Basilica Julia
A basilica in Roman times was an economic and judicial center, built for oratory and protection from the elements. This basilica would likely have had wooden removable barriers so that more cases could be heard at one time. If one looks at the steps of the Basilica, there are still the remains of game boards carved into the marble, evidence that the Basilica was very much a public space.

This is one of the many public works Caesar had built, which put him into an enormous amount of debt. The payoff for these expenditures was substantial though, such that upon his self appointment to dictator for life there was little opposition from the lower classes, to whom Caesar was a hero. The tradition of massive expenditures to win over the population via building projects started with Caesar, and was continued by most of the later emperors.

Temple of the Divine Julius
To understand the significance of the temple, the Roman climate around the time of its construction needs to be considered. The beginnings of the rift that was to cause the rise of an empire can be traced back to the feuds between the Optimates and the Populates. These two groups can be put roughly into the category of conservatives and populists, one wanting supremacy of the senate and headed by Sulla, the Optimates, and one wanting more involvement of the people and headed by Marius, the Populates. This rift was brought to the brink of violence when Sulla threatened to march on Rome, resulting in him being proclaimed dictator for ten years, a position normally given only in times of emergency for a six month period. Furthering the discord of the period was Spartacus’ slave rebellion, which was put down by Crassus. Crassus, a Populate, along with Pompey, a protégé of Sulla, were co-consuls and potentially set to erupt into another feud such of that of Marius and Sulla. They were instead brought into an alliance though by Julius Caesar, who was running for Consulship and agreed to fight for their political views in exchange for their support. Caesar was easily elected consul, and upon the end of his term, helped Crassus and Pompey again obtain the consulship. The alliance of tree, known as the First Triumvirate, fell apart however with the death of Marius and the Optimates pushing Pompey to try and impeach Caesar. As a result, when Caesar tried to return to Rome after his military campaign in Gaul a civil war erupted, which Pompey decisively lost. After this victory, Caesar returned to Rome and granted himself dictator for one year, ten years, and finally for life. Though Caesar had the large-scale support of the population in these actions, he understandably angered too many senators in and was subsequently assassinated. This vacuum sent Rome into a violent power struggle from which Augustus emerged on top after numerous political twists and backstabs. Augustus gave his powers back to the senate, but the senate returned those power (or was maybe forced to), and thus Augustus became the first emperor of Rome.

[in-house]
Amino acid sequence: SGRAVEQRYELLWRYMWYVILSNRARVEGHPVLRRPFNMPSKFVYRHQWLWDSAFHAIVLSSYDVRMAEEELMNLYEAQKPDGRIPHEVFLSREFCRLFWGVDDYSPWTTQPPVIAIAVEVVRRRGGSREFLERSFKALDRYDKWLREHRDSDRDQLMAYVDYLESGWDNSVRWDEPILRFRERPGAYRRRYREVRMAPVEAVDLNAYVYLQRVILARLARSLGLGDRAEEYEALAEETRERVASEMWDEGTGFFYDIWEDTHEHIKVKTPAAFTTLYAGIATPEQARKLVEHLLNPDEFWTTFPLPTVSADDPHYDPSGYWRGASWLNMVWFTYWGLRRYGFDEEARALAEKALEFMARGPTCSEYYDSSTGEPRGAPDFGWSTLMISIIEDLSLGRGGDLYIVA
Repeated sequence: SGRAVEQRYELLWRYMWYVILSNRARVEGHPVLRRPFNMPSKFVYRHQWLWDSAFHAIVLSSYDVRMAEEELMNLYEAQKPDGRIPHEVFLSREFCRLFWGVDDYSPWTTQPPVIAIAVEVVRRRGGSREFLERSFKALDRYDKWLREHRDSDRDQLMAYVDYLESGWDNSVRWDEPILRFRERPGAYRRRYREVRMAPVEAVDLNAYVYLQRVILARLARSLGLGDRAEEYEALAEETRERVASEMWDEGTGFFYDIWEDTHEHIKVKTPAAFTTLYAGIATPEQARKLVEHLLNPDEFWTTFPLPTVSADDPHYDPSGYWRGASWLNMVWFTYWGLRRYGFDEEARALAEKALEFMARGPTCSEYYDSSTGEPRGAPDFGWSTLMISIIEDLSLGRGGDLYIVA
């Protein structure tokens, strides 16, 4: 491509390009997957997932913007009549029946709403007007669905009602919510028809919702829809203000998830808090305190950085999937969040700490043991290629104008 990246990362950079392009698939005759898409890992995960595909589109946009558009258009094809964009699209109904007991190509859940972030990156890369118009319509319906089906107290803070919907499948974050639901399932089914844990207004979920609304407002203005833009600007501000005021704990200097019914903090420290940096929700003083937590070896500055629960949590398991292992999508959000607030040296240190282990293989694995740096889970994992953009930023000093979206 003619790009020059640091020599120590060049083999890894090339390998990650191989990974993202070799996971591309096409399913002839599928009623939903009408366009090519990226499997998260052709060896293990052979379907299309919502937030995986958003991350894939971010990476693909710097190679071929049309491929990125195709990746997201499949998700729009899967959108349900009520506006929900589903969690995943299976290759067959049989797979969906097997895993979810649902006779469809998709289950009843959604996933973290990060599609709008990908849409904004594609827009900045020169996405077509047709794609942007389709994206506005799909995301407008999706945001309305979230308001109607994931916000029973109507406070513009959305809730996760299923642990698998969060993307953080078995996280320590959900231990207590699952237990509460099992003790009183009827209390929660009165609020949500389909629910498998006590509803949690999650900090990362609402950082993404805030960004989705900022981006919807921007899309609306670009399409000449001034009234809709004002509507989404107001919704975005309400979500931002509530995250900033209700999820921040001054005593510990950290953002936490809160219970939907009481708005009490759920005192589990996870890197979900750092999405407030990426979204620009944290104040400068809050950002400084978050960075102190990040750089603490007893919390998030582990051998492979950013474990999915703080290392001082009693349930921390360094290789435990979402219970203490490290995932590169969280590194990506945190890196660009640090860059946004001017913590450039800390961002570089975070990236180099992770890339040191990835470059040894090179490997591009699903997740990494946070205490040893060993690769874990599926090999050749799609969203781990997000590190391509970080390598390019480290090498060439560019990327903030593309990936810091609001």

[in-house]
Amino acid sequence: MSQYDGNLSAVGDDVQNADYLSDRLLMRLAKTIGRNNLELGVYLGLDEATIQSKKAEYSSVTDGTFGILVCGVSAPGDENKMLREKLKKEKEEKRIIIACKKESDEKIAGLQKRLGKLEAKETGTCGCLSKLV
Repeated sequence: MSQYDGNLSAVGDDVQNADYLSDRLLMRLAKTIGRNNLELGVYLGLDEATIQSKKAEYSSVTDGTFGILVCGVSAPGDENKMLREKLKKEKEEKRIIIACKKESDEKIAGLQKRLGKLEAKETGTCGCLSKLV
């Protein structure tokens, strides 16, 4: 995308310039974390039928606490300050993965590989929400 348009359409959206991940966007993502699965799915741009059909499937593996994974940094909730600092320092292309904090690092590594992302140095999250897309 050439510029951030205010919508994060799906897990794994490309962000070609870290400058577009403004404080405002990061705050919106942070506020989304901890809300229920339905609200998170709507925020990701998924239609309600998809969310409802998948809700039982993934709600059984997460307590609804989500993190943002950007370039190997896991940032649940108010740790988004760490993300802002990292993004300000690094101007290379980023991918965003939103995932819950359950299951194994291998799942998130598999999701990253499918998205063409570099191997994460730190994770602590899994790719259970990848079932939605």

After all those tumultuous years during which Roman government shifted from a republic to an empire, Augustus had to establish his legitimacy to the people. The most important symbol of this was the Temple of Divine Julius. In a completely unprecedented action, Augustus had Caesar deified, something which had never been done in Rome save for the myth of Romulus. This practice of deifying politicians in order to legitimate one’s line is a practice later repeated many times, and its effectiveness should not be underestimated.

Temple of Vespasian and Titus
This was another deification temple built by Domitian to honor his brother Titus and father Vespasius. Vespasius came to rule after the two terribly unpopular emperors Nero and Caligula, which was then followed by the chaotic “Year of Four Emperors”. This time of great chaos was finally brought to order by Vespasius. After that fiasco Romans would plausibly be having great doubts in the effectiveness of the rule by emperor, so again we see this deification ritual as a way to reestablish the legitimacy of the system after a time of great chaos.

IV. Downfall

With the downfall of the Roman Empire there was insufficient infrastructure in Rome to maintain the forum. Following a series of natural disasters which broke the sewage system, the roman forum began to fill with sediment and by the middle ages was a husk of its former glory. It was no longer known as the forum, but instead as the Campo Vacino, or cow pasture. The arches were halfway submerged in muck, and some of the structures were incorporated into medieval fortifications.

The greatest devastation took place however during the middle ages, when the site became a quarry for large-scale papal building such as St. Peter’s Basilica. This was a terrible time for the forum, but it shouldn’t be forgotten that financing the original forum was in large part due to spoils of was and sackings of foreign treasures, so the forum becoming a quarry for the church does seem a particularly Roman end.

V. Conclusion

The Roman forum is a monumental work of propaganda whose scope seems unmatched in the modern world. Today as one explores the great site, it seems hard to get a sense of continuity within the jumbled ruins. In a way though, that is the point of the Forum. The Forum exerted its power over the population by being a canvas with which politicians could give the message that would bring the most stability at that time, and thus the piecemeal appearance of the Forum is a reflection of the ever changing demands of the populous.

VI. Bibliography

Claridge, Amanda, and Barry Cunliffe. Oxford Archeological Guides: Rome. Oxford: Oxford University Press, 1998.

Garwood, Duncan, and Kristin Kimball. Lonely Planet: Rome. Footscray Victoria: Lonely Planet Publications, 2004.

Gilbert, Sari, and Michael Brause. National Geographic Traveler: Rome. Washington D.C.: National Geographic Society, 2003.

Grant, Michael. The Roman Forum. NewYork: Macmillan Publishing, 1970.